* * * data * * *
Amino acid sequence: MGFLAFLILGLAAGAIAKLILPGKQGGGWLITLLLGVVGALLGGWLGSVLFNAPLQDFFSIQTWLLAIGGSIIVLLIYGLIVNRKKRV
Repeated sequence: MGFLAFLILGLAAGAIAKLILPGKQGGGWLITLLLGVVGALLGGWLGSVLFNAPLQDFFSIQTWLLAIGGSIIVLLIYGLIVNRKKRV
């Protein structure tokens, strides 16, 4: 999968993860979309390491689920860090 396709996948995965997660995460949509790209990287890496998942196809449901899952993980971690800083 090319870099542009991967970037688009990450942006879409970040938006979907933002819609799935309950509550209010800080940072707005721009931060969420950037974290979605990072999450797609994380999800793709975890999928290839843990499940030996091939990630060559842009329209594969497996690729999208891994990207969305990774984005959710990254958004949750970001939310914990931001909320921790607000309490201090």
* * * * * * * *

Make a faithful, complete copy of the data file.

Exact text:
Amino acid sequence: MGFLAFLILGLAAGAIAKLILPGKQGGGWLITLLLGVVGALLGGWLGSVLFNAPLQDFFSIQTWLLAIGGSIIVLLIYGLIVNRKKRV
Repeated sequence: MGFLAFLILGLAAGAIAKLILPGKQGGGWLITLLLGVVGALLGGWLGSVLFNAPLQDFFSIQTWLLAIGGSIIVLLIYGLIVNRKKRV
């Protein structure tokens, strides 16, 4: 999968993860979309390491689920860090 396709996948995965997660995460949509790209990287890496998942196809449901899952993980971690800083 090319870099542009991967970037688009990450942006879409970040938006979907933002819609799935309950509550209010800080940072707005721009931060969420950037974290979605990072999450797609994380999800793709975890999928290839843990499940030996091939990630060559842009329209594969497996690729999208891994990207969305990774984005959710990254958004949750970001939310914990931001909320921790607000309490201090």